Epstein-Barr Virus (EBV)-Associated Pleural Effusions: Clinical Features, Cytomorphologic Characteristics, and Flow Cytometric Immunophenotyping
Hidehiro Takei, Dina Mody. Methodist Hospital, Houston, TX
Background: Pleural effusions (PEs) are frequently encountered specimens in cytopathology. Their etiology varies, and a percentage of PEs remain unexplained despite an intensive diagnostic workup. EBV is ubiquitous in the human population where it establishes lifelong latency after the initial infection. One previous study documented a 40% prevalence of EBV-DNA in unselected PEs. Our aim is to characterize the clinical and cytomorphologic features of EBV-associated PEs (EBV-PEs), which have not been previously described. Flow cytometric immunophenotyping was also performed for lymphocytic PEs.
Design: A database search was performed for PE cases with EBV-DNA identified in the fluid by real-time quantitative PCR in a period from 1/1/2007 to 8/30/2012. The corresponding fluid cytology and fluid chemistry data were reviewed, and the patients' demographic data and clinical features were recorded.
Results: A total of 20 cases (18 patients) of EBV-DNA positive PE were found, and all had corresponding cytology specimens. All PEs were exudates based on chemical analysis. All patients (13 males, 5 females; average age= 64.6 years) had a history of lung transplantation, and most presented clinically with shortness of breath during post transplant follow-up. 4 patients expired within 3 months following the thoracentesis. The median EBV-DNA level was 530 copies/mL (range: <100 – 248,300). Cytologically, lymphocytosis was present in 12 (60%) fluids, characterized by a polymorphous lymphoid population with variable numbers of reactive large lymphocytes. Scattered apoptotic lymphocytes and rare mitotic figures in lymphocytes were identified in 3 cases. Mesothelial cells varied in number and some cases showed reactive atypia. Flow cytometric analysis revealed no monoclonal population or aberrant T cell antigen expression. The lymphocytes were predominantly T cells with the CD4/CD8 ratio varying from 10:1 to 1:2 (reversed ratio).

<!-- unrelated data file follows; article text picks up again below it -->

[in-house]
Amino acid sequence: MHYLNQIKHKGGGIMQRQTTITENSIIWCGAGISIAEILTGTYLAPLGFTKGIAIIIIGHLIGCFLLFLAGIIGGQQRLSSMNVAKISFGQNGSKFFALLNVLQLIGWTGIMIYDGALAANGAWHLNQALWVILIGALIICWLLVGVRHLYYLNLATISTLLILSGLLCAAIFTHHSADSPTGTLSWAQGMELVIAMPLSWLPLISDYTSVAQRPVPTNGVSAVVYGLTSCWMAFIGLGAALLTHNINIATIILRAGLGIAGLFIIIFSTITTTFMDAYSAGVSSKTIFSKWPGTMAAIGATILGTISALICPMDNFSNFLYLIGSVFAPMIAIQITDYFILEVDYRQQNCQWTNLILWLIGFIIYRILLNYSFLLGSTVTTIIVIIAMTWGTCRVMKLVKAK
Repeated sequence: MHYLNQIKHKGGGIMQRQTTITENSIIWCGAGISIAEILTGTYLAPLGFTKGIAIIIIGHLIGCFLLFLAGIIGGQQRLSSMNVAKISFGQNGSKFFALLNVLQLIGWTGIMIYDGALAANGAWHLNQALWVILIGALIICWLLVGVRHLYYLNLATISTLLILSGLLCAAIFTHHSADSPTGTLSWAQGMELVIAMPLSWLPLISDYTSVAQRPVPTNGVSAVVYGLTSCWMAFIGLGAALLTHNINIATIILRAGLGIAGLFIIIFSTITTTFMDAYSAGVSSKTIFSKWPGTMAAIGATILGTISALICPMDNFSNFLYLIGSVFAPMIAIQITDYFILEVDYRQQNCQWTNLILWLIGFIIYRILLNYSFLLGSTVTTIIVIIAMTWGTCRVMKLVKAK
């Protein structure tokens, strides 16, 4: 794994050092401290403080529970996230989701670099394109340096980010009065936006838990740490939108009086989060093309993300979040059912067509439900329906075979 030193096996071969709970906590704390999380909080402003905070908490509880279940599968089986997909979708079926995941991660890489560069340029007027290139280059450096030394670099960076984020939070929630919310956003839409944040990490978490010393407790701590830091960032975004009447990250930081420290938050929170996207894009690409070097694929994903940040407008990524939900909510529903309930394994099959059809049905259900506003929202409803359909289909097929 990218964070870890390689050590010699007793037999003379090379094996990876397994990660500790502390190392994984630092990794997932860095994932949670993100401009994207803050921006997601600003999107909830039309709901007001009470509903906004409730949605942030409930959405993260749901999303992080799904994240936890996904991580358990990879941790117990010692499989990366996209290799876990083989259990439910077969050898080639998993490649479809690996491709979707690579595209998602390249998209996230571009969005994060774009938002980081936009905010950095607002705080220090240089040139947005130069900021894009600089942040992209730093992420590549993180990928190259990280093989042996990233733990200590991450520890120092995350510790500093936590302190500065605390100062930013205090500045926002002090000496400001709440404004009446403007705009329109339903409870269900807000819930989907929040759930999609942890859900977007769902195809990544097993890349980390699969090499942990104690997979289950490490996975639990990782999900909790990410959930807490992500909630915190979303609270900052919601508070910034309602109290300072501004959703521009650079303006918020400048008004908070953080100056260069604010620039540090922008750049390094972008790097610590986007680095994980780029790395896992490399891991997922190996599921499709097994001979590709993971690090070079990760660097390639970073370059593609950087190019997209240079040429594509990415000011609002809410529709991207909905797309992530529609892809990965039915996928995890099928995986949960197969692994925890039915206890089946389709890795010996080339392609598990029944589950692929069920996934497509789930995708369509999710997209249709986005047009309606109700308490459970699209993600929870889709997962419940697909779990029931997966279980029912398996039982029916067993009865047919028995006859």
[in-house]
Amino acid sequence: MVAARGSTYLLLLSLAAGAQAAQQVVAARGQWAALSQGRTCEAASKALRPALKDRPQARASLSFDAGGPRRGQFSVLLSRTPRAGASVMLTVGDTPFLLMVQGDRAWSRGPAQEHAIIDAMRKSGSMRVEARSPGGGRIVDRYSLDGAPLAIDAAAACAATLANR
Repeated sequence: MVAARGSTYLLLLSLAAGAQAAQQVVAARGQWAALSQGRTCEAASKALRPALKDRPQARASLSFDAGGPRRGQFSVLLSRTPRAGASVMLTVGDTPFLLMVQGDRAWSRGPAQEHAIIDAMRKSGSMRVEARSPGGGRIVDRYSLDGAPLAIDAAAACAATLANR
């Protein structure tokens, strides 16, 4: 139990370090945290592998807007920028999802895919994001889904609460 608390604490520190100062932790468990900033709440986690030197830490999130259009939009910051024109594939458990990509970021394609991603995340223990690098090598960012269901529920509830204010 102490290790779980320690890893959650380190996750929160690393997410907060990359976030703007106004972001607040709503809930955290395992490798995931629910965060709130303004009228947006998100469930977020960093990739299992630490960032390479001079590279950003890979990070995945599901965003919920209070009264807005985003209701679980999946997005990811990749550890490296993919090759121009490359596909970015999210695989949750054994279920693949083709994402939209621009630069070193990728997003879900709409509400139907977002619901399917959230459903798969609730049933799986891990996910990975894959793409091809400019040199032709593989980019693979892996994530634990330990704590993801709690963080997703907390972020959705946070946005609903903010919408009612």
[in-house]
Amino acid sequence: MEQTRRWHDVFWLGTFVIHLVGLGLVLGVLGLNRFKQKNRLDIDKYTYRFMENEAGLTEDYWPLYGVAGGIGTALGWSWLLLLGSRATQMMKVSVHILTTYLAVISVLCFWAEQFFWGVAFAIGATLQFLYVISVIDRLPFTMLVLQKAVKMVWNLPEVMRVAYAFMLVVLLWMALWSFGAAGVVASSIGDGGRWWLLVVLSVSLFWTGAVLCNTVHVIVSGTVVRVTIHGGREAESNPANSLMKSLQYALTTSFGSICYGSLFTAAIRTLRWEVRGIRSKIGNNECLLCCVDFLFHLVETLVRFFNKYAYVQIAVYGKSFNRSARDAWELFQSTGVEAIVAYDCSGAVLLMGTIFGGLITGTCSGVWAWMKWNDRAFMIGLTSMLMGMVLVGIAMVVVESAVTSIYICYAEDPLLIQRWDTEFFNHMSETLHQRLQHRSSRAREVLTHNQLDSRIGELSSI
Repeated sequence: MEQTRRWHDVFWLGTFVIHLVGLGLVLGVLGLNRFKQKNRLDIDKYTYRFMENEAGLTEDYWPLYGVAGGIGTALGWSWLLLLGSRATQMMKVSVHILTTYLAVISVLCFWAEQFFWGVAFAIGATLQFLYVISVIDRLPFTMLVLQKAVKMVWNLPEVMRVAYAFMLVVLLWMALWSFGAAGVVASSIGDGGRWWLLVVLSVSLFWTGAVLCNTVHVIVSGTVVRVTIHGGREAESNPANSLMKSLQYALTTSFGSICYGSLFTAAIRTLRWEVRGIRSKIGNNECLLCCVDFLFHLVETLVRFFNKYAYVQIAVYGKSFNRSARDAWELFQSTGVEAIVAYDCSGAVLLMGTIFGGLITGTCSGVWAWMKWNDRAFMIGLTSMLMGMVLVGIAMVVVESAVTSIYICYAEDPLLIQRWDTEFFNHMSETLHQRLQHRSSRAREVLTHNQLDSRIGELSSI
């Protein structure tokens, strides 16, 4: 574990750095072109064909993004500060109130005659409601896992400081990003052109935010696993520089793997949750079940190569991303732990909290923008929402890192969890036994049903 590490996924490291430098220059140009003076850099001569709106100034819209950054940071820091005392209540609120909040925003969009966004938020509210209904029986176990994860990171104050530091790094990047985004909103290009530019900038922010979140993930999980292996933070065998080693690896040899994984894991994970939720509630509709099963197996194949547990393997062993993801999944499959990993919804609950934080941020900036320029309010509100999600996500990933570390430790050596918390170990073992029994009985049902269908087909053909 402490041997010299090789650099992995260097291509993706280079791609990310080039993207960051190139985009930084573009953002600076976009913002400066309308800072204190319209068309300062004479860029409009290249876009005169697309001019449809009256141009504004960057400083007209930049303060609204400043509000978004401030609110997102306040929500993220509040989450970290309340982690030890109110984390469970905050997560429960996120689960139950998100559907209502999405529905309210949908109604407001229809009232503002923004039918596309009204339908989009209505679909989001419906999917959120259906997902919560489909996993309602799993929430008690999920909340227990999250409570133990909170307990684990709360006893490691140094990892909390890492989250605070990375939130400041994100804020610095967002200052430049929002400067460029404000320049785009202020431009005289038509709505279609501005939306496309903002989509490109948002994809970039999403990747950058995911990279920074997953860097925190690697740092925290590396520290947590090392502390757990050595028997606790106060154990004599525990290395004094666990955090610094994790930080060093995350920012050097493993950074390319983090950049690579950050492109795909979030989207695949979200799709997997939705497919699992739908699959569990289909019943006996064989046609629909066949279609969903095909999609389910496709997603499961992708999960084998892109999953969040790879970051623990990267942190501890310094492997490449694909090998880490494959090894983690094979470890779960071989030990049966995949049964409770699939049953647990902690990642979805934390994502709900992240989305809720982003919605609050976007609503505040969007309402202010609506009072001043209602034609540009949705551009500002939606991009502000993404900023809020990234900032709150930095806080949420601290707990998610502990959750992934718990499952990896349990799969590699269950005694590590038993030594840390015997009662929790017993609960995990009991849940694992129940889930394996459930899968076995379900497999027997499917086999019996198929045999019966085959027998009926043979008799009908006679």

Conclusions: Although rare, EBV-PEs can be seen in transplant patients. In the absence of an alternative diagnosis to explain the nature of the PEs in patients with a history of lung transplant, EBV-PEs should be included in the differential diagnosis especially when lymphocytosis is present in the fluid.
Monday, March 4, 2013 1:00 PM
Poster Session II # 76, Monday Afternoon